Immigration reform elusive in election year, but inevitable for economy

If the image of Somalis from arid East Africa working in a snowblower plant in Brillion caught you by surprise, join the club. Thousands of people in Wisconsin don’t know the full extent of how immigration is changing the face of the state’s economy.

The real news out of Brillion wasn’t the fact that Ariens Co. has a diverse workforce — company president Dan Ariens has been committed to that principle for a long time — but that a clash of cultures took place because of it.

About 50 Somali workers at the Ariens plant in northeast Wisconsin recently protested the company’s enforcement of a policy of two 10-minute breaks per work shift. The workers, all Muslim, wanted more unscheduled prayer time (Muslims pray five times daily). A previous policy on unscheduled prayer breaks was seen as more accommodating by Muslim workers, but viewed by the company as hurting productivity and potentially unfair to other workers.

In the end, 32 of the Somali workers decided to stay and work within the new Ariens policy; 14 quit and seven were fired.

The incident provides a snapshot of adjustments that are likely to continue as Wisconsin and the nation come to grips with immigration’s existing and ever-expanding reach into the economy.

Whether it’s dairy and agriculture, information technology, construction, tourism, or manufacturing, virtually every sector of the Wisconsin economy employs foreign-born workers. Nearly 6% of the state’s workforce is foreign-born, and the percentage of immigrant workers in sectors such as the dairy industry has been estimated at 50% or more.

The impact of those workers can be measured in terms of productivity, buying power, entrepreneurship, and tax revenues, and the numbers are impressive. Immigrants are filling jobs that native-born Americans either don’t want or aren’t trained to do, and they’re replacing some of the “Baby Boomers” who are retiring by the droves.

The dispute over prayer time at Ariens is ironic, given the company’s willingness to take a chance on foreign-born workers in the first place, and the possibility it may now face a federal equal employment opportunity complaint as a result.

It also explains why the nation is unable to come to grips with the need to change current immigration policies, which range from literally being a lottery in the case of H1B visas for more educated workers, to just plain nonsensical for less skilled workers who contribute mightily to the economy. Clashes of culture and values, not to mention old-fashioned fear of outsiders, leave the issue wide open for political demagoguery.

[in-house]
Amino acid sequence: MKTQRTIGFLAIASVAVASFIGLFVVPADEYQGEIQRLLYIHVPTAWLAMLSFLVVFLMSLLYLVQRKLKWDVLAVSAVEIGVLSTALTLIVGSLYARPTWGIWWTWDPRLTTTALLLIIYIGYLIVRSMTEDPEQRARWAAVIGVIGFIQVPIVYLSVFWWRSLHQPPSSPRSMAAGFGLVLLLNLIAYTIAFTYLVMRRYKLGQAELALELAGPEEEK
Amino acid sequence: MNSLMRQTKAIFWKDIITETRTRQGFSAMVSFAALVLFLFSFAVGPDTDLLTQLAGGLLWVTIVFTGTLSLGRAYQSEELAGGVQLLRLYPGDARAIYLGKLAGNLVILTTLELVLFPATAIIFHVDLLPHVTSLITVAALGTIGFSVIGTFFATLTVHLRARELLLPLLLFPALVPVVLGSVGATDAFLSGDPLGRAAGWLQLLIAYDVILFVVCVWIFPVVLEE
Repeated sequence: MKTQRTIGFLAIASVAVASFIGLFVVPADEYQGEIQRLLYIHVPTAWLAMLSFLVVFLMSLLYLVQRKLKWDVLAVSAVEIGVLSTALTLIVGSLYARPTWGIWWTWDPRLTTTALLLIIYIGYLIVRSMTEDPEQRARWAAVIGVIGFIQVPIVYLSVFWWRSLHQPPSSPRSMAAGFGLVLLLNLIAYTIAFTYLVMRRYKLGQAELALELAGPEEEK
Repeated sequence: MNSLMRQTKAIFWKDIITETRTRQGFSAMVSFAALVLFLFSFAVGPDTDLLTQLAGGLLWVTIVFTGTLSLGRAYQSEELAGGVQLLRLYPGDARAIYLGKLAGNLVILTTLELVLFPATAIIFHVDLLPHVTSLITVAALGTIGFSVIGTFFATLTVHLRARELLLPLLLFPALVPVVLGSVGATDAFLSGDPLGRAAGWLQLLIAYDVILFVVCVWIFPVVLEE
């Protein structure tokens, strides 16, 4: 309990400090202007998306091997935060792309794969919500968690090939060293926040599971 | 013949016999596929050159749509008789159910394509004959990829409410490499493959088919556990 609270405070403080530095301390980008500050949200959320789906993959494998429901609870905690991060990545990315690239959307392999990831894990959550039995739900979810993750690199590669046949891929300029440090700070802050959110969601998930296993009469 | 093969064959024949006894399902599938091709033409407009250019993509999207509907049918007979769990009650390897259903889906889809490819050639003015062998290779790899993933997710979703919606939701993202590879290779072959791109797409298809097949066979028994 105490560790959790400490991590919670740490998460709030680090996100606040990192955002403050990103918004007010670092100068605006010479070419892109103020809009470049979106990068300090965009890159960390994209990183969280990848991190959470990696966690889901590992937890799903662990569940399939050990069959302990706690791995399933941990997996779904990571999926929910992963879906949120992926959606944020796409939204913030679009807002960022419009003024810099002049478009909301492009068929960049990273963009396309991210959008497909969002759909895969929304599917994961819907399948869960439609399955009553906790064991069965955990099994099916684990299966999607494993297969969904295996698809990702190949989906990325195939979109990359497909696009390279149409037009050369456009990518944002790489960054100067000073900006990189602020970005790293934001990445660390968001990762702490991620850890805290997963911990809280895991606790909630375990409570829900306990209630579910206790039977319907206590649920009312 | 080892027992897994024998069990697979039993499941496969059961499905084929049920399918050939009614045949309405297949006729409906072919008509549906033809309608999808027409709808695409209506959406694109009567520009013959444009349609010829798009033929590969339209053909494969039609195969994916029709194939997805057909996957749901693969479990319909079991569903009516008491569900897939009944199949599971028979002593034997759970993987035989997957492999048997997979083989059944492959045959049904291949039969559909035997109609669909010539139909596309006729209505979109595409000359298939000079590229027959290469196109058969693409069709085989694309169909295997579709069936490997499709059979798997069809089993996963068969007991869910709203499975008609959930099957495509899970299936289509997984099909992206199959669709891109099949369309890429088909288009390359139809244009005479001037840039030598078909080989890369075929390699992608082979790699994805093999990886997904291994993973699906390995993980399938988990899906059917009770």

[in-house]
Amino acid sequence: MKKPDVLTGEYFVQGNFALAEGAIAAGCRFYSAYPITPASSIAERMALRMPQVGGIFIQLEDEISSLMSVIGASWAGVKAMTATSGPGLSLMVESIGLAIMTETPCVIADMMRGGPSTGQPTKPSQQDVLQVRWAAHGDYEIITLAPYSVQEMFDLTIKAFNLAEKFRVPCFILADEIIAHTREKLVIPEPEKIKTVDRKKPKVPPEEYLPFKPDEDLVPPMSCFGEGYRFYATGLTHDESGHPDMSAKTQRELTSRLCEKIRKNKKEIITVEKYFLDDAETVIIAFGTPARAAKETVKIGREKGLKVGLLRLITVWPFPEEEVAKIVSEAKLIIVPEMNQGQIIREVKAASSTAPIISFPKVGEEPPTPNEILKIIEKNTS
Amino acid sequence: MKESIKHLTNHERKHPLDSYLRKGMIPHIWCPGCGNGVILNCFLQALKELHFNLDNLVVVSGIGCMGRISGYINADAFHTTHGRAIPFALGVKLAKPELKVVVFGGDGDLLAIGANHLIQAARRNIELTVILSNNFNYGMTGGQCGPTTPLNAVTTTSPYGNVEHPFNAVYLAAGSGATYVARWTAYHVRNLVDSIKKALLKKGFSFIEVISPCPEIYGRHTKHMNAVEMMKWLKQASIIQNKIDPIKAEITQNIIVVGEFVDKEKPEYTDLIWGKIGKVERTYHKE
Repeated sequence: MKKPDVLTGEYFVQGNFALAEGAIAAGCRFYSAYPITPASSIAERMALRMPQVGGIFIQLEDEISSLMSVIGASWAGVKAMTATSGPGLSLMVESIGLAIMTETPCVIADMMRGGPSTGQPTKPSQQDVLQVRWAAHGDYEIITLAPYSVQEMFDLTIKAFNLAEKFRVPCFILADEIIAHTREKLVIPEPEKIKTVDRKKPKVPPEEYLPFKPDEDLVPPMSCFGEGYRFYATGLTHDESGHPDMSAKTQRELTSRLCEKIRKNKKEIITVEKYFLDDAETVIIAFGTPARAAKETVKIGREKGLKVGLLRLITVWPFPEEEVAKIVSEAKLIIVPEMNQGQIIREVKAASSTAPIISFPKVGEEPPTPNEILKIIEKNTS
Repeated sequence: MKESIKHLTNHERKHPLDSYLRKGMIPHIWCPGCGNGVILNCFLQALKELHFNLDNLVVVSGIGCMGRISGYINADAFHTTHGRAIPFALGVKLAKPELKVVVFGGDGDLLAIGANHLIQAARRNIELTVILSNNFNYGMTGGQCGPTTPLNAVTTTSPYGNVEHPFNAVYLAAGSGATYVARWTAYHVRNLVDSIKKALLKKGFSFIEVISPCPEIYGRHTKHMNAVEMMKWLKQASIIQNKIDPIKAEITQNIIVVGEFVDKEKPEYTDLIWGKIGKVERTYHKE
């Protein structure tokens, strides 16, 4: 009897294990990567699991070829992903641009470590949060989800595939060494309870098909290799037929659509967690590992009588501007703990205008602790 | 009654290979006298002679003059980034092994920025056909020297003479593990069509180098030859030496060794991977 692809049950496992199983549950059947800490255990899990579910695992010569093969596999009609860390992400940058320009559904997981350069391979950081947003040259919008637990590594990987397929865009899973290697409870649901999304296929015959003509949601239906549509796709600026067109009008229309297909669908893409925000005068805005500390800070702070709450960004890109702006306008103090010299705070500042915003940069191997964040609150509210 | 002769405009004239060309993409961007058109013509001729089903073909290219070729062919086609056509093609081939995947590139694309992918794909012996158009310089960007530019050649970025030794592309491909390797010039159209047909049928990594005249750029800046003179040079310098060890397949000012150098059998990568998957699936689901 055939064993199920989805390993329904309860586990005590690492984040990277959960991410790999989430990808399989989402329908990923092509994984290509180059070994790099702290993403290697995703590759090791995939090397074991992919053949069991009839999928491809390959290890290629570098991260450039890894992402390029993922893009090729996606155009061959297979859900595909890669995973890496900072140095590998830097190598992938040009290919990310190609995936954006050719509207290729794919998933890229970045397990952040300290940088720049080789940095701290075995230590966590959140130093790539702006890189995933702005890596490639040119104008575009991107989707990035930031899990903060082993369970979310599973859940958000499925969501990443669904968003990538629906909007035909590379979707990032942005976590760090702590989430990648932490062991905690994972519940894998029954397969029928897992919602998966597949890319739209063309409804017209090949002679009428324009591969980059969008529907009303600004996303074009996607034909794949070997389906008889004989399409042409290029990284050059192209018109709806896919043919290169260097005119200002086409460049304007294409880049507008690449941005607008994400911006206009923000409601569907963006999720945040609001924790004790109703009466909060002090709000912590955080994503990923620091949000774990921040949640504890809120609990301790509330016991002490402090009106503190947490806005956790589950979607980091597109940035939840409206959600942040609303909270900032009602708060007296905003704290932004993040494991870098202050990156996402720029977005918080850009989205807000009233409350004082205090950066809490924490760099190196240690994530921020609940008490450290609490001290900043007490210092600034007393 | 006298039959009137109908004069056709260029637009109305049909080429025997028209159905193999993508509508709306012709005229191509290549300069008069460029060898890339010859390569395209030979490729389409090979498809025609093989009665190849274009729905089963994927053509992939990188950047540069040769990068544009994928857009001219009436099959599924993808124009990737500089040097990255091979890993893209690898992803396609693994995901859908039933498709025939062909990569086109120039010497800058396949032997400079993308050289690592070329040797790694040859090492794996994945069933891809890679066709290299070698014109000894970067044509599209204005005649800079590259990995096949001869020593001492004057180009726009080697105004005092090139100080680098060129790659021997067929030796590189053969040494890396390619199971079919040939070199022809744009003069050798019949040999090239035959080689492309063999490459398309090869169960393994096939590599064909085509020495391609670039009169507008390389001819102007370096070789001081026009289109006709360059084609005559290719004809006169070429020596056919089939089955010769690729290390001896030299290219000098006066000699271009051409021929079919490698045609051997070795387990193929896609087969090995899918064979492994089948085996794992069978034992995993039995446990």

The case for rational immigration reform was addressed Feb. 5 during a panel discussion of the Governor’s Conference on Economic Development, which is produced by the Wisconsin Economic Development Association. Its members encourage exchange of information, cooperation, and adoption of industry “best practices” to keep Wisconsin’s economic growth on track.

“The economic contributions of immigrant workers in Wisconsin help us move forward,” concluded Jerome Grzeca, a Milwaukee attorney who specializes in immigration law. “Reform would offer several social and economic benefits to immigrants and non-immigrants in both Wisconsin and the wider United States.”

How to obtain reform is the problem, as anyone who has followed the 2016 presidential race can testify. However, there are some broad outlines for a solution.

  • Despite the fact the United States is now in a “negative” immigration status with Mexico, meaning more Mexican nationals are leaving the United States than entering, most members of Congress agree border control must be addressed.
  • Many business sectors view the competition for workers, skilled and semi-skilled, as essential to U.S. competitiveness. Without enough workers, the United States will slowly lose ground to emerging nations that are building younger, better-educated workforces.
  • Clear pathways must be established to better define who can obtain visas, and to set market-based goals for how many work permits can be issued to skilled and non-skilled workers.

The real argument centers on whether people working illegally in the United States right now should be offered a chance to stay if they get necessary documentation. Opponents say that approach rewards those who broke the law.

Here is what’s known: Foreign-born workers already hold tens of thousands of jobs in Wisconsin and will hold thousands more in the future. Immigration reform is a job for the president, Congress, and the federal courts, but a failure to address it rationally affects all states, Wisconsin included.

Listen carefully this election year: Candidates who disagree on solutions are one thing, but those who refuse to recognize immigration reform as an economic issue are avoiding reality.

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